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Drakeford says Wales is not immune to Indian coronavirus

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MARK DRAKEFORD,  First Minister for Wales, has warned that Wales will not be immune from the Indian coronavirus variant as it becomes the dominant strain in England and Scotland.

He was speaking at the Welsh Government’s coronavirus briefing as he detailed the results of the latest three-weekly lockdown review and announced that large outdoor events are set to go ahead once again.

He also urged people to come forward to get vaccinated, even if they had missed their appointment, saying it remained the best defence against the virus – even the new variant.

He said: “It is never too late to be vaccinated in Wales – if you are not yet one of the millions of people to have had a vaccine, you can still arrange an appointment. There are details on our website about how to do that.”

Confirmed cases of COVID-19 in Wales remain at less than 10 cases per 100,000 people, which continues to be the lowest rate in the UK. This reflects the hard work of people throughout Wales to keep themselves and their families safe.

Our vaccination programme also continues to make extraordinary progress. More than85% of the adult population has now received their first dose of the vaccination and nearly half have completed the two-dose course.

However, the emergence and the spread of the more transmissible delta variant in parts of the UK – most notably in North West England – is a cause for concern. There are just under 100 cases in Wales, including a cluster in Conwy but we expect these numbers will increase.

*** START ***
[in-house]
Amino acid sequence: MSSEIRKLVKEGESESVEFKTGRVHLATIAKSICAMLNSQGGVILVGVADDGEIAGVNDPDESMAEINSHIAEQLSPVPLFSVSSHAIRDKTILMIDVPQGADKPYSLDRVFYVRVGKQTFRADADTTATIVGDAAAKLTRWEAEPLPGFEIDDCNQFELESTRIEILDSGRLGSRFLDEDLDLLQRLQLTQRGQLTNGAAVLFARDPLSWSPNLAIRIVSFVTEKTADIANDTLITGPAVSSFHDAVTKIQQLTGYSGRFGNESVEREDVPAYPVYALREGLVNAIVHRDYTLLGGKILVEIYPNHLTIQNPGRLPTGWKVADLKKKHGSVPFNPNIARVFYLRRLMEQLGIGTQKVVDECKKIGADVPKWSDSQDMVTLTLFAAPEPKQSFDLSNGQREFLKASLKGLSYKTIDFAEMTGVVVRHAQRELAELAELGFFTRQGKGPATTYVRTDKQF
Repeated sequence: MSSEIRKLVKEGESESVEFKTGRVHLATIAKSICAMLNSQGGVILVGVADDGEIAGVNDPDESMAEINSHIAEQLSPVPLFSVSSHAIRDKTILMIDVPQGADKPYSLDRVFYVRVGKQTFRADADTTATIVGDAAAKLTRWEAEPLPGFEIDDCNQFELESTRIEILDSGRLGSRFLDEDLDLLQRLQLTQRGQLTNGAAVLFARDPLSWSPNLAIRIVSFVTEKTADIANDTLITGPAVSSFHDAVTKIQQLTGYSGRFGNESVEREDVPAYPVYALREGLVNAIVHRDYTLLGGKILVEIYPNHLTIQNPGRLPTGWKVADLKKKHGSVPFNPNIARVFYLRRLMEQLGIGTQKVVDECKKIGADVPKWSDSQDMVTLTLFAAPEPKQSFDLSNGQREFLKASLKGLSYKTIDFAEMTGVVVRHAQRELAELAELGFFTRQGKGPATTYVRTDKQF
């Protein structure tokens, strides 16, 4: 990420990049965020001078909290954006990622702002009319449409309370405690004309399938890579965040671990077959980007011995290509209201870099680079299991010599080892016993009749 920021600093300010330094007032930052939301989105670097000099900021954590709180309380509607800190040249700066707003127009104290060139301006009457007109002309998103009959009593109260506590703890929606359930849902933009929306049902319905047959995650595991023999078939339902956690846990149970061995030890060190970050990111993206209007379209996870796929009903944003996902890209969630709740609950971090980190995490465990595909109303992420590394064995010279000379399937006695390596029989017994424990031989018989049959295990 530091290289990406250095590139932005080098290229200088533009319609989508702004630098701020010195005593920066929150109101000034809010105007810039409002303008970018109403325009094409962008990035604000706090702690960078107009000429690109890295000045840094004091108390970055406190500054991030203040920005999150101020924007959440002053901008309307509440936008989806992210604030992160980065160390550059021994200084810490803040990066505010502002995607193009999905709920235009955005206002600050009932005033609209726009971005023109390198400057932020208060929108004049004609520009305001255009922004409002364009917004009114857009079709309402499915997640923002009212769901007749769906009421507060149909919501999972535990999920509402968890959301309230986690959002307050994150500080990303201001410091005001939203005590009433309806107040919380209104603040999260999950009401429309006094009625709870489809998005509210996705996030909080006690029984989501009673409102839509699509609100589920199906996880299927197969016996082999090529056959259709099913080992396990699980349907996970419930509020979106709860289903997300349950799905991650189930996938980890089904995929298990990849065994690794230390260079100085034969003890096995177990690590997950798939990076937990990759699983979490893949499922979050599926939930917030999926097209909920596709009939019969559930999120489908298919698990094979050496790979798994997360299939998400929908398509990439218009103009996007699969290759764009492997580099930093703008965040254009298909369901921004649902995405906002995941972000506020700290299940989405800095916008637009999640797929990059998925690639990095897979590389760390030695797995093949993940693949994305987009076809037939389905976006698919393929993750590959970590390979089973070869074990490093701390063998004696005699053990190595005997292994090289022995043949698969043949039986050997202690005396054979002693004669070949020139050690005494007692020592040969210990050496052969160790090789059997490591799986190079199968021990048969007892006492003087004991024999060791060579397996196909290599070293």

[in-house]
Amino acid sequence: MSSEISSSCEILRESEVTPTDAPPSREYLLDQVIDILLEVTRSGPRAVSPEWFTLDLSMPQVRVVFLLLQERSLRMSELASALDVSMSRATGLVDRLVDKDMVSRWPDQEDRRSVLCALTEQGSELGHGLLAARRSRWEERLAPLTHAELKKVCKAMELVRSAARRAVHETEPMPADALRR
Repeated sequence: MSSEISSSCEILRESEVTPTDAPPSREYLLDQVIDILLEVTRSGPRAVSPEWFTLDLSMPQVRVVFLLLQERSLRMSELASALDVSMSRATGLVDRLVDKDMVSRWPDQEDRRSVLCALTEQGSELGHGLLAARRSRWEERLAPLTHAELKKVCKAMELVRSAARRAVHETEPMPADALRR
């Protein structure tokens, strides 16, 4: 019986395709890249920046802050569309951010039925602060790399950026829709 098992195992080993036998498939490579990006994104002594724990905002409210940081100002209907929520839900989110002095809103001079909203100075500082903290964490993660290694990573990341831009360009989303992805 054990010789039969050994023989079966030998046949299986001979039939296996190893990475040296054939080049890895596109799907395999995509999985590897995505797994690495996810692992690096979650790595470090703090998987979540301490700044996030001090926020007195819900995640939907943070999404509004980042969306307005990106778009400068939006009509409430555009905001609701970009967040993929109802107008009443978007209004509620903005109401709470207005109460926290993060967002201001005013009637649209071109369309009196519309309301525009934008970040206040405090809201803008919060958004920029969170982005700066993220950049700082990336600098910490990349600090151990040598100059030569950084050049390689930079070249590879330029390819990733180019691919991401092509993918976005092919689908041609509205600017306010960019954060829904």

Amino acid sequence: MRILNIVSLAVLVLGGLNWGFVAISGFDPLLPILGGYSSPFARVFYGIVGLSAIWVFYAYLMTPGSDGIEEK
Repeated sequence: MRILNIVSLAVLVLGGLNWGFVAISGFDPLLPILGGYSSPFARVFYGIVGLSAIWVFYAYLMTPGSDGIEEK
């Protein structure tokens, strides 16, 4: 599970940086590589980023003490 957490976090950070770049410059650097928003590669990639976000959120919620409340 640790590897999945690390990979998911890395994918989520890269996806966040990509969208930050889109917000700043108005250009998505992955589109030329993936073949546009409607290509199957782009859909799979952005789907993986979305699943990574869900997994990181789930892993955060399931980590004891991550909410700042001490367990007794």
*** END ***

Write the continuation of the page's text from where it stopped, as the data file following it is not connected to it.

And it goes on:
We have the headroom to move to alert level one but we will do this in a phased way, focusing on outdoor events and activities in the first step. This phased approach will provide time for more data on the impact of this variant to become available and for more people to be vaccinated.

The changes to coronavirus regulations from the 7 June will therefore include:

  • Up to 30 people can meet outdoors, including in private gardens, outdoor hospitality and public places.
  • Larger outdoor organised gatherings and events, such as concerts, football matches and sporting activities, like organised running groups, will be able to go ahead for up to 4,000 people standing and 10,000 people seated. All organisers planning events and activities must undertake a full risk assessment and put in place measures to prevent the spread of coronavirus, including social distancing.
  • Up to three households can form an extended household.

We will consider further changes to the regulations on indoor activity later in the three-week cycle, if public health conditions allow. These will include:

  • The rule of six for meeting indoors in private homes and holiday accommodation.
  • Increasing numbers for indoor organised gatherings and restarting indoor events.
     
  • Opening ice skating rinks.

We have reviewed the Public Health (Protection from Eviction) (No.2) (Wales) (Coronavirus) Regulations 2021 and decided these will remain in place up for the time being but not exceeding June 30. We are considering further options to strengthen support for tenants. In the meantime, we would urge all tenants struggling to pay their rent to speak to their landlord and contact Citizen’s Advice Cymru or Shelter Cymru for further help and support.

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South West Wales enters a state of Drought as dry weather continues